Horses have been part of my life since the day I was born.
My father and grandfather worked with cattle and horses all their lives and I, in turn, grew up working with cattle and horses.
In my late teens, I started competing in campdrafts. In 1976, when I was twenty, I began training horses for a living.
Around this time, I bought a 1964 Ford V8 five-tonne cattle truck to transport my horses.
We’d often load four or five campdrafters on Friday afternoon and drive for hours on end to arrive late at night in a country town somewhere.
We’d unload the horses in the dark, sweep out the back of the truck and lay out our swags.
After competing all weekend, we’d drive home Sunday night.
There was no internet or mobile phones back in those days.
To enter a campdraft, we made a long distance phone call and sent a cheque in the mail for the entry fees.
Through the week, I rode between eight and fifteen horses each day, for paying customers.
When my day’s work was done, I rode my campdraft horses.
I spent all day every day riding horses.
Six or seven days every week.
People sent all sorts of horses for me to train or re-train or start under saddle.
There were plenty of terrified four and five-year-olds that hadn’t been handled and I often lay awake at night wondering how I’d get them going.
I know I made plenty of mistakes and I did a lot of things that I wouldn’t do today.
There were no videos or internet in those days and not many books on horse training.
Maybe that was a blessing in disguise because I didn’t blindly follow anyone or get sucked in to any “method”.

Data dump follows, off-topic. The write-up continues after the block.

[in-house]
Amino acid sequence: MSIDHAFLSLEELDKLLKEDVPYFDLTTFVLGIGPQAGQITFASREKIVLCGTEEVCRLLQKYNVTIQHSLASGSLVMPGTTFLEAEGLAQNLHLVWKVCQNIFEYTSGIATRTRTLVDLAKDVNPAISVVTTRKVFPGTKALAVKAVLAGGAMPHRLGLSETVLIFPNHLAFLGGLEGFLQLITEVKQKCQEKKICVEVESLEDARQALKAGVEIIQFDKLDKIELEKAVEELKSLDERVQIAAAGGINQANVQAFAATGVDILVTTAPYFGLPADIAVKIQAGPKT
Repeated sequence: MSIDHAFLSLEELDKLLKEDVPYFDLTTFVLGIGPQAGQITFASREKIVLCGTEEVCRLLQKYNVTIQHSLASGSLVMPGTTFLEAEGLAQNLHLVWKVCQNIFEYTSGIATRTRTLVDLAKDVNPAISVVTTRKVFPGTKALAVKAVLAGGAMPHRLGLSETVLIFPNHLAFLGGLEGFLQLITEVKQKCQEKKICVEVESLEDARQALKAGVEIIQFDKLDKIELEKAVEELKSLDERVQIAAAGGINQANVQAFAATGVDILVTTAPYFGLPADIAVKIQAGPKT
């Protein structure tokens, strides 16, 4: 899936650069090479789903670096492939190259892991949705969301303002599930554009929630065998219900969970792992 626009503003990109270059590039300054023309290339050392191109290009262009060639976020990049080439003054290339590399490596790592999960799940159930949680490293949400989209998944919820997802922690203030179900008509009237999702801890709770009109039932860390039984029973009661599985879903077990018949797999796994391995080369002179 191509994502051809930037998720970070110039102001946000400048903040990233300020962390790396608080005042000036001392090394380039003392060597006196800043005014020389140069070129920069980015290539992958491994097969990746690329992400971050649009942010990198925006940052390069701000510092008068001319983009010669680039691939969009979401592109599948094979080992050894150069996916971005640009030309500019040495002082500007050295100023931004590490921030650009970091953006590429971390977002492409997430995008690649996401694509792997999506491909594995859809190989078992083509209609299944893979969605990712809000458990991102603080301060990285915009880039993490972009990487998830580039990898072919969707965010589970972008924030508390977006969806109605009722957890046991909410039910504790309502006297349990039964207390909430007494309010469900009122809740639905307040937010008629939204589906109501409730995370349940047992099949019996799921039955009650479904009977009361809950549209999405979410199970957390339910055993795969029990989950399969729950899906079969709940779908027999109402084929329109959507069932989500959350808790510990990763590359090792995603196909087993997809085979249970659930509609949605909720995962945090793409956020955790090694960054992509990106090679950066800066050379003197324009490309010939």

Back then, there wasn’t much hype to get involved with.
I benefited greatly from my father’s and grandfather’s knowledge.
Though my father stepped away from a lot of the harsh methods that Grandfather used, his approach to training horses was still fairly crude.
When I first started training horses full-time, my father argued that some horses would buck when they were first saddled and there was nothing that I or anyone else could do about it.
I was never satisfied with this. My argument was that there must be a way around every horse.
My aim has always been to find a way to start every horse without chasing and bucking and fighting.
I’m often asked who I learned from, which trainers I follow and who I’ve worked with.
Everyone always seem to think that I must have learned from another trainer and many people don’t like it when I say that I learned from all the horses I’ve worked with.
Though my father and grandfather taught me a lot and started me thinking, most of what I know came from going out into the yard every day on my own and working with ten or fifteen different horses.
Day after day, month after month and year after year.
Whenever I walk into the yard with a horse, I try to see every situation from the horse’s point of view.
I don’t follow any fairy stories and I don’t follow a set method. The horse I’m working with always lets me know what works and what doesn’t.
And horses are the only critics I care about.